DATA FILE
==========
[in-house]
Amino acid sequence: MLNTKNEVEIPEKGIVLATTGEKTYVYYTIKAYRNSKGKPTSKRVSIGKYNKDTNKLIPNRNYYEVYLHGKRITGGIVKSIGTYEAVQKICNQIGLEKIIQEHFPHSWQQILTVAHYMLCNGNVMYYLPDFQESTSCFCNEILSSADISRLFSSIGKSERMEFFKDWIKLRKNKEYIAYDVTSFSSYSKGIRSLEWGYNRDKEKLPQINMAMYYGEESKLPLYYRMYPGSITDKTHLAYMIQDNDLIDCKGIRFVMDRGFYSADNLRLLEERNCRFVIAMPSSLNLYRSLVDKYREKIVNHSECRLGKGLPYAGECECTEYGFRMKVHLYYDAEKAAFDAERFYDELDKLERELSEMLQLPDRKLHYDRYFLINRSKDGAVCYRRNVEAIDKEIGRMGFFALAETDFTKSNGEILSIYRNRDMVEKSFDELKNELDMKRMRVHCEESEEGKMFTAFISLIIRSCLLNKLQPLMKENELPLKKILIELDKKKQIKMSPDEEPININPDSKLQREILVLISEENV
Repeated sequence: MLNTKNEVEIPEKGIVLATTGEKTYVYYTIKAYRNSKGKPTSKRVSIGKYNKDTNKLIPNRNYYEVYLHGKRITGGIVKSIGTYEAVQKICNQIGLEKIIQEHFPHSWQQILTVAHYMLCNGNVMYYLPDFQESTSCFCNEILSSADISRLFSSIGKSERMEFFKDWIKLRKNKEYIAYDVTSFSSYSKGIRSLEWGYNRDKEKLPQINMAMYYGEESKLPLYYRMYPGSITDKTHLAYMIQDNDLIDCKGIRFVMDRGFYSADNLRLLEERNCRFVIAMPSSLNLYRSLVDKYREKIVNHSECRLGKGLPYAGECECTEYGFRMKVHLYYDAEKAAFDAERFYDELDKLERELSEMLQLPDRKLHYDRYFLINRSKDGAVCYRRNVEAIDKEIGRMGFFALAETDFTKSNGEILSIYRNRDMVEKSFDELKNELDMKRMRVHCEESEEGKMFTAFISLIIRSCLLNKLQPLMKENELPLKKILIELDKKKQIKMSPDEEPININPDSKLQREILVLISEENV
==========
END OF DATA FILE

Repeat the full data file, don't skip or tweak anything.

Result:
[in-house]
Amino acid sequence: MLNTKNEVEIPEKGIVLATTGEKTYVYYTIKAYRNSKGKPTSKRVSIGKYNKDTNKLIPNRNYYEVYLHGKRITGGIVKSIGTYEAVQKICNQIGLEKIIQEHFPHSWQQILTVAHYMLCNGNVMYYLPDFQESTSCFCNEILSSADISRLFSSIGKSERMEFFKDWIKLRKNKEYIAYDVTSFSSYSKGIRSLEWGYNRDKEKLPQINMAMYYGEESKLPLYYRMYPGSITDKTHLAYMIQDNDLIDCKGIRFVMDRGFYSADNLRLLEERNCRFVIAMPSSLNLYRSLVDKYREKIVNHSECRLGKGLPYAGECECTEYGFRMKVHLYYDAEKAAFDAERFYDELDKLERELSEMLQLPDRKLHYDRYFLINRSKDGAVCYRRNVEAIDKEIGRMGFFALAETDFTKSNGEILSIYRNRDMVEKSFDELKNELDMKRMRVHCEESEEGKMFTAFISLIIRSCLLNKLQPLMKENELPLKKILIELDKKKQIKMSPDEEPININPDSKLQREILVLISEENV
Repeated sequence: MLNTKNEVEIPEKGIVLATTGEKTYVYYTIKAYRNSKGKPTSKRVSIGKYNKDTNKLIPNRNYYEVYLHGKRITGGIVKSIGTYEAVQKICNQIGLEKIIQEHFPHSWQQILTVAHYMLCNGNVMYYLPDFQESTSCFCNEILSSADISRLFSSIGKSERMEFFKDWIKLRKNKEYIAYDVTSFSSYSKGIRSLEWGYNRDKEKLPQINMAMYYGEESKLPLYYRMYPGSITDKTHLAYMIQDNDLIDCKGIRFVMDRGFYSADNLRLLEERNCRFVIAMPSSLNLYRSLVDKYREKIVNHSECRLGKGLPYAGECECTEYGFRMKVHLYYDAEKAAFDAERFYDELDKLERELSEMLQLPDRKLHYDRYFLINRSKDGAVCYRRNVEAIDKEIGRMGFFALAETDFTKSNGEILSIYRNRDMVEKSFDELKNELDMKRMRVHCEESEEGKMFTAFISLIIRSCLLNKLQPLMKENELPLKKILIELDKKKQIKMSPDEEPININPDSKLQREILVLISEENV